First clinical trial for potential COVID-19 vaccine in Canada approved: Trudeau

Vaccine development and testing could take years, according to the World Health Organization

Health Canada has approved the first clinic trial of a possible COVID-19 vaccine, Prime Minister Justin Trudeau announced Saturday (May 16).

The efforts are being led by the Canadian Centre for Vaccinology at Dalhousie University alongside the National Research Council of Canada.

If the trial is to be successful, Trudeau told reporters from outside his home at Rideau Cottage that “we can produce and distribute it here at home.”

Trudeau noted that research and development of a vaccine takes time but called the news “encouraging.”

The purpose of a vaccine is to give the body’s immune system a portion of the virus so it can produce antibodies exactly like it would if exposed to the disease. The World Health Organization and others have warned that a vaccine for the novel coronavirus could take years to create.

ALSO READ: Gaining herd immunity through COVID-19 transmissions ‘ineffective’

In the meantime, COVID-19 has done its share of damage in Canada in recent months, forcing thousands out of work, sparking bans and restrictions on public outings and a temporary closure of the country’s borders.

The federal government has provided $275 million in funding for vaccine and antiviral development and clinical trials globally, including $27 million across 47 teams of scientists researching the novel coronavirus.

Trudeau has said in the past that working to create a vaccine on home soil would ensure Canadians are the first to receive it.

READ MORE: Should a vaccine for COVID-19 be made mandatory in Canada, once it’s created?

“There are obviously going to be extremely important decisions around how to best get to that level of vaccination that will prevent further spread of COVID-19,” Trudeau said in late April, when asked whether government would pass legislation making a vaccine mandatory.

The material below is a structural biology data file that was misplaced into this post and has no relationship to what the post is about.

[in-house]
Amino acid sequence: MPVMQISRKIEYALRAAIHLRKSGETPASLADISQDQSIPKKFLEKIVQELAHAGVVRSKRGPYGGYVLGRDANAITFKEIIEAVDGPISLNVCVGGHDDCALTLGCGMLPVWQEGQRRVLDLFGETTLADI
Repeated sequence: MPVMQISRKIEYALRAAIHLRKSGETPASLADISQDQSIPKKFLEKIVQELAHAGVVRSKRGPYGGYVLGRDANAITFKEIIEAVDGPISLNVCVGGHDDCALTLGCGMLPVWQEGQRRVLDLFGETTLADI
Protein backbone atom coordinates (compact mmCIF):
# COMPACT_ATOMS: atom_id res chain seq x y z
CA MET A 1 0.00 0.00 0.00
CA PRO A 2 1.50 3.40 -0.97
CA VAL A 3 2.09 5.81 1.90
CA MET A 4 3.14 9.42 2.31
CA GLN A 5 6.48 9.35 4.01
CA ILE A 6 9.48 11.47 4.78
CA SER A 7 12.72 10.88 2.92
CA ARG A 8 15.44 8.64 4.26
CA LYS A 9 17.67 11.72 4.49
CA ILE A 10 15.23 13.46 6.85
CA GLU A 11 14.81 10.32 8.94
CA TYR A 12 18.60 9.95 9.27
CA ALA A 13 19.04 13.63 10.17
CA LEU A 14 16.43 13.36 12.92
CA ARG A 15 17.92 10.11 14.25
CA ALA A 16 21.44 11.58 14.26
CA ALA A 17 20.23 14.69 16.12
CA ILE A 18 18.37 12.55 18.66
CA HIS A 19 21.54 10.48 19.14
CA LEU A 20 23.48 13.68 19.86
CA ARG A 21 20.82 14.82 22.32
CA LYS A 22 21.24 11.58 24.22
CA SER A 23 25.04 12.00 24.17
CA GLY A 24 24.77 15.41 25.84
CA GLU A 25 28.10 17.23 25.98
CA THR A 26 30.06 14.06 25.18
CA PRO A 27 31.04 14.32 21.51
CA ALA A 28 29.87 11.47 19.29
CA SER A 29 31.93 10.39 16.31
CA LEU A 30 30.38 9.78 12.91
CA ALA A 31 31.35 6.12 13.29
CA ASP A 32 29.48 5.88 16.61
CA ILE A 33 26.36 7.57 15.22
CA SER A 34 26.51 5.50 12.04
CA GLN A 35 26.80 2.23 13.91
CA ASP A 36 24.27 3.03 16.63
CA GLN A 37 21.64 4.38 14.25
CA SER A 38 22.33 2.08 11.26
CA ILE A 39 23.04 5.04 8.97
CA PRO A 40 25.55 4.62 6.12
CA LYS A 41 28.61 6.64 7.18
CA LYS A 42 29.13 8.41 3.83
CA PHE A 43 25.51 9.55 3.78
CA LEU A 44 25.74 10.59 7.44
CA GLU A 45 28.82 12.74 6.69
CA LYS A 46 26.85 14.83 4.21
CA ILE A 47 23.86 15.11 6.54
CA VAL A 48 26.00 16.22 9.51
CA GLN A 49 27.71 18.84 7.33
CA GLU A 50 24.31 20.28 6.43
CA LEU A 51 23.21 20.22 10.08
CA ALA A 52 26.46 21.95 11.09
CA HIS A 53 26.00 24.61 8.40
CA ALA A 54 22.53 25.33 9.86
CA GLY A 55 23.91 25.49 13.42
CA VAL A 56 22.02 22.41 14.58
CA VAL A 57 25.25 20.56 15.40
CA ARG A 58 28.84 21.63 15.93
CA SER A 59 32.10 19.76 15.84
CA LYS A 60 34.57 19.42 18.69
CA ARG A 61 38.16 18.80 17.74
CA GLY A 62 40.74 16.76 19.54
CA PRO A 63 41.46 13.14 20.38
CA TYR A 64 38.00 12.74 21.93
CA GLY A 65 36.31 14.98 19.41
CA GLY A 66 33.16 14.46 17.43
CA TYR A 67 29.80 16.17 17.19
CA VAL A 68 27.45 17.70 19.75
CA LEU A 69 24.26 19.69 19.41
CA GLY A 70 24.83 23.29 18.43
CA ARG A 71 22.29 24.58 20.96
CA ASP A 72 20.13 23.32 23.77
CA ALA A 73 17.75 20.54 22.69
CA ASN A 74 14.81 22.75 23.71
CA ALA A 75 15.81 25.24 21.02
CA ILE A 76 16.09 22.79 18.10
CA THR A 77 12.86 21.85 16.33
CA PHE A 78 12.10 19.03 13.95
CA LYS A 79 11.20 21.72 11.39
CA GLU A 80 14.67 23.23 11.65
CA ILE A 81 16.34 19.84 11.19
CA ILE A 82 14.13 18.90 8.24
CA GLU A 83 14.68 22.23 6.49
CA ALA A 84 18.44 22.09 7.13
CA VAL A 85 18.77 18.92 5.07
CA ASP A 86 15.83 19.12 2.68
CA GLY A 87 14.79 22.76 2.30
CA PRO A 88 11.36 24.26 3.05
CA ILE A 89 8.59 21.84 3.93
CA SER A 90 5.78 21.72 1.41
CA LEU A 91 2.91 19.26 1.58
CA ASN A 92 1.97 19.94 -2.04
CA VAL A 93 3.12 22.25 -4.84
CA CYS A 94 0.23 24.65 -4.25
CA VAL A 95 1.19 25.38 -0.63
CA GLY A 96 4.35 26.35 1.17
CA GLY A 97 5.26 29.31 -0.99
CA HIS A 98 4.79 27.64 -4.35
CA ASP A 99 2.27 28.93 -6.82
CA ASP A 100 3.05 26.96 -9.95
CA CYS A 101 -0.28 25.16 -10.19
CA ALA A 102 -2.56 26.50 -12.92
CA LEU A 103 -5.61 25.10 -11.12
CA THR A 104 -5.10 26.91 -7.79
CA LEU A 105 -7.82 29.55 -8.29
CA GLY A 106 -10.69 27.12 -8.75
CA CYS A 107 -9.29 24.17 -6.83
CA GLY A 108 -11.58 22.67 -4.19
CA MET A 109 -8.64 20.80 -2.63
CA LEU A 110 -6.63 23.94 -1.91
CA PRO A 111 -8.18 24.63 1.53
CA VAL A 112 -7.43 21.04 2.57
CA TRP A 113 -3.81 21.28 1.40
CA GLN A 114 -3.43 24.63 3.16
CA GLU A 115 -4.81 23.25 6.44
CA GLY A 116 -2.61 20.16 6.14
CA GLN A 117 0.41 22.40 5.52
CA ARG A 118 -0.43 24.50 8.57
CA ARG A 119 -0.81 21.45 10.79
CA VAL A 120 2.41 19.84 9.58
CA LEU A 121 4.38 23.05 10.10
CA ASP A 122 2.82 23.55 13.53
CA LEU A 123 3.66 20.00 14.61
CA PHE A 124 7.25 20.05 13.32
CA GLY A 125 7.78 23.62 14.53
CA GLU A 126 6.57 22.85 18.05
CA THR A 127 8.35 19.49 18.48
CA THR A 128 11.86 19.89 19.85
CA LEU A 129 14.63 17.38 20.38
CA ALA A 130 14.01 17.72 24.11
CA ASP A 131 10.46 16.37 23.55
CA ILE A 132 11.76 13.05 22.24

“There’s a lot of studies done on that over the past years in terms of what threshold of the population needs to vaccinated in order to prevent any spread of a disease and that research will obviously inform decisions we take around the COVID-19 vaccine when it comes.”


@ashwadhwani
ashley.wadhwani@bpdigital.ca

Like us on Facebook and follow us on Twitter.

Want to support local journalism during the pandemic? Make a donation here.

Coronavirus

Get local stories you won't find anywhere else right to your inbox.
Sign up here

Just Posted

Poll: Should Penticton allow drinks on the beach?

Legally drinking in some Penticton parks and beaches could become a reality as early as June 5

Playgrounds to reopen across the Okanagan on June 1

After nearly two months closure, playgrounds are set to reopen

100 miles in 24 hours: a B.C. man’s mission to support the less fortunate

Merritt’s Darius Sam felt he needed to help his community after an encounter with a struggling woman

COLUMN: Diminished Parliament means diminished accountability for Canadians

Bloc Quebecois and NDP use resumption of parliament as bargaining chip

Feds looking at ways to reunite families amid COVID-19 border restrictions with U.S.

Some families with members of dual-citizenship have become separated due to the pandemic

Strong thunderstorms expected for Shuswap, Okanagan this weekend

Environment Canada has issued a special weather statement with storms expected late Saturday

B.C. woman launches First Nations search, rescue and patrol program

Linda Peters envisions trained searchers ready to go at moment’s notice in each B.C. First Nation

Large cruise ships barred from Canadian waters until end of October: Garneau

Last year 140 cruise ships brought more than two million visitors to Canadian ports

Flood watch for Salmon River upgraded as high temperatures, rain forecast

Shuswap Emergency Program warns residents to prepare now for possible extreme flooding

Man who bound, murdered Vancouver Island teen still a risk to public: parole board

Kimberly Proctor’s killer is still ‘mismanaging emotions,’ has had ‘temper tantrums’

RCMP request public’s help in locating missing Salmon Arm man

Ken Derkach is a familiar face to many, one of the city’s residents who is without a home

Booze on Kelowna beaches? Mayor says ‘not at the moment’

Mayor Colin Basran says alcohol in public spaces is not on council’s radar right now — but that could change

Getting hitched at historic B.C. gold rush town still on table during COVID-19 pandemic

Micro-weddings, online visits, offered at Barkerville Historic Town and Park

Most Read